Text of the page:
- Buying and renting homes
- A reputable bad credit mortgage lender
- Assistance programs you may qualify for
- Dealing with potential roadblocks like foreclosures
When learning how to buy a house with low income and bad credit, an FHA loan is your best bet. To qualify, you’ll need:
- A credit score of at least 500, coupled with a 10% down payment
- A rating of 580 to drop the down payment required to 3.5%
- No bankruptcy events during the last 2 years (unless you can prove it was due to uncontrollable circumstances)
- To have worked for the same company or prove an income for 2 years
- No foreclosures within the last 3 years
- To be up to date with your student loans and taxes
- An owner-occupied property
- To demonstrate that you’re working on cleaning up your credit
VA loans are available to veterans of the Armed Forces through approved bad credit mortgage lenders. The conditions include service of at least:
- 181 days during peacetime
- 90 days during wartime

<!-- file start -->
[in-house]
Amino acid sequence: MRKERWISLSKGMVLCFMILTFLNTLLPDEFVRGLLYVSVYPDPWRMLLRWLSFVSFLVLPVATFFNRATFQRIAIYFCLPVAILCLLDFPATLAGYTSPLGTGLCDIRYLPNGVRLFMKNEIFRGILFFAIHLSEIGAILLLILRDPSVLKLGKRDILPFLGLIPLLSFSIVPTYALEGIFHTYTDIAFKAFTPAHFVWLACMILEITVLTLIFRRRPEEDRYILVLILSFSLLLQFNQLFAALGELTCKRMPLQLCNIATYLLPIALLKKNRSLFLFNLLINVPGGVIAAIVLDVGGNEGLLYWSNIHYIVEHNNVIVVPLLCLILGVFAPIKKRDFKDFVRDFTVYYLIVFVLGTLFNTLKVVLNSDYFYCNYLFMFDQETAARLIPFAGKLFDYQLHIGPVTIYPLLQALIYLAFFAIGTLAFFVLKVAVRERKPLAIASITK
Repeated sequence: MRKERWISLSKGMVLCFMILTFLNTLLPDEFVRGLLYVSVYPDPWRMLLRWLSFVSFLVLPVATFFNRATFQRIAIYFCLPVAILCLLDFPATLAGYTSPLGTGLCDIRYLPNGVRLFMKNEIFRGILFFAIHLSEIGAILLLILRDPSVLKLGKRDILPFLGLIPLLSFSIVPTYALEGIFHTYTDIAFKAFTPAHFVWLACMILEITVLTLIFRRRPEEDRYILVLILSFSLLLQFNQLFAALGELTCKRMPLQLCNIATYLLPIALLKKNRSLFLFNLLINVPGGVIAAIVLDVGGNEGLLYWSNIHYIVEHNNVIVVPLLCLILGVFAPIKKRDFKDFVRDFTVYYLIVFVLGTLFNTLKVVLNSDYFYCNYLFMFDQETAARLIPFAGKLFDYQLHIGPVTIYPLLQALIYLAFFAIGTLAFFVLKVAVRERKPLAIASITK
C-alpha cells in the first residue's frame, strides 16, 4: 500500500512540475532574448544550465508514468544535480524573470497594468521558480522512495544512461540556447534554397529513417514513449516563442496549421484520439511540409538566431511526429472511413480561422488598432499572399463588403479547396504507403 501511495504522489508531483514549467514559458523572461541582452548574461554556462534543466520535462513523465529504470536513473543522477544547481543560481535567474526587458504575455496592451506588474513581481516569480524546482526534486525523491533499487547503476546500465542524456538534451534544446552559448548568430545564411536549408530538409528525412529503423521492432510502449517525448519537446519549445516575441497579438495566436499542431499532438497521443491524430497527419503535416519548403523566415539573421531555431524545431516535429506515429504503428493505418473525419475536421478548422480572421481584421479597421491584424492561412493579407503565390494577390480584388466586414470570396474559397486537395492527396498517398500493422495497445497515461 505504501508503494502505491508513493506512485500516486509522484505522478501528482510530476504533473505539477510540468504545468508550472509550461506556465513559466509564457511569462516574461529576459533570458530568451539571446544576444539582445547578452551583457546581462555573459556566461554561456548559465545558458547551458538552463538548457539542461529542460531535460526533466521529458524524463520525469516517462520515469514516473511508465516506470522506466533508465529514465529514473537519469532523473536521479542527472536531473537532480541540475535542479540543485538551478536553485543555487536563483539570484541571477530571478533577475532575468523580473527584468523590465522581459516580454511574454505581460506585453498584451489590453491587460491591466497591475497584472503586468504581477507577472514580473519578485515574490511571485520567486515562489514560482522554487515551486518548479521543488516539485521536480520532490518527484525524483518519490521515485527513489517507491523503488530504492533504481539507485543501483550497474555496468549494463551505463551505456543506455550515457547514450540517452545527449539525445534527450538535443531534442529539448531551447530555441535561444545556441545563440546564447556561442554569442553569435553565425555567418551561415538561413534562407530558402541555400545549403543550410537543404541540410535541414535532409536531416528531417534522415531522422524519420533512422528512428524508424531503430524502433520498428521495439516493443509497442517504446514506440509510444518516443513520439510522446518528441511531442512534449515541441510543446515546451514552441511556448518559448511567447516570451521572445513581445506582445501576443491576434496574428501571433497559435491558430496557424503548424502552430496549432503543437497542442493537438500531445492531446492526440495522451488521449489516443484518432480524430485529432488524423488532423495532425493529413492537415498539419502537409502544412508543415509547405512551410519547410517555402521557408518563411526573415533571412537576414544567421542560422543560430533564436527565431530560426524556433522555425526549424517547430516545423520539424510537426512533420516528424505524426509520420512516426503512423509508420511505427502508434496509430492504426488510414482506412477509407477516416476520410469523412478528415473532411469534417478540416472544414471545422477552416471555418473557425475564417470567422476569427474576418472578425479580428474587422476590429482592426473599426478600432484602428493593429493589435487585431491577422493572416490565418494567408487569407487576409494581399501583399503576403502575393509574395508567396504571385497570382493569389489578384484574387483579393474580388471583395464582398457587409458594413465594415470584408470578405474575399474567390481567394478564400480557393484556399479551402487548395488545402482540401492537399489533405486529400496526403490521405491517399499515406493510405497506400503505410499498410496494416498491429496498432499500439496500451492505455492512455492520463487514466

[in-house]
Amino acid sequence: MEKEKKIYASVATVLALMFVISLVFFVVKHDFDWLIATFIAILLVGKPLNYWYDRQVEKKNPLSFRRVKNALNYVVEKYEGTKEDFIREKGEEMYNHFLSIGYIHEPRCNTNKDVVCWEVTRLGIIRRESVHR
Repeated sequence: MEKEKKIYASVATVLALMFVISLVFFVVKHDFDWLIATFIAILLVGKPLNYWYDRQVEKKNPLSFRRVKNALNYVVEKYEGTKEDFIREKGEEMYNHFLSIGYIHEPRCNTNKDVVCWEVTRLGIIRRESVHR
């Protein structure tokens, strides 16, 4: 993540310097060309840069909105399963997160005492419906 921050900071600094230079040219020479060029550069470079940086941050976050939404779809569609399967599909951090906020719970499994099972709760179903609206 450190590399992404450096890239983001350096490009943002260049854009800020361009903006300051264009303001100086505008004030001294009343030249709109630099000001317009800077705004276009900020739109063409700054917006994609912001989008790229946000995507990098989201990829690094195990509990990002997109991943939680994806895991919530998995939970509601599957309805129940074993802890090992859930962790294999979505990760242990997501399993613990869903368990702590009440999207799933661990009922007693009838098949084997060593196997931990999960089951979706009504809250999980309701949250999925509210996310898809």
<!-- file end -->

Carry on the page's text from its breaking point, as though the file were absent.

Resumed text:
- 6 years in the National Guard or Reserves
When a service member dies in the line of duty, the spouse may also be eligible. “Can I buy a house with bad credit under this program?” is a common question. The answer is generally, “No.” Service members are required to have reasonable credit histories to qualify. The following factors may also affect eligibility:
- Dishonorable discharge
- Having a VA loan that went into foreclosure before
- Not being married to the service member
Approved lenders should be able to tell you if you qualify or not. Your credit score and down payment have a significant impact on your eligibility. There are, however, a few other factors that mortgage lenders consider.
What Else Do Mortgage Lenders Consider?
The reason that you may be able to find a mortgage lender even with bad credit is that there are other criteria lenders consider:
- Income: Wondering how to buy a house with bad credit but good income? Your mortgage repayments should account for 35% of your salary or less.
- Debt-to-income Ratio: Your overall debt-to-income ratio must accommodate the installment and ancillary fees comfortably. This is particularly important with poor credit home loans.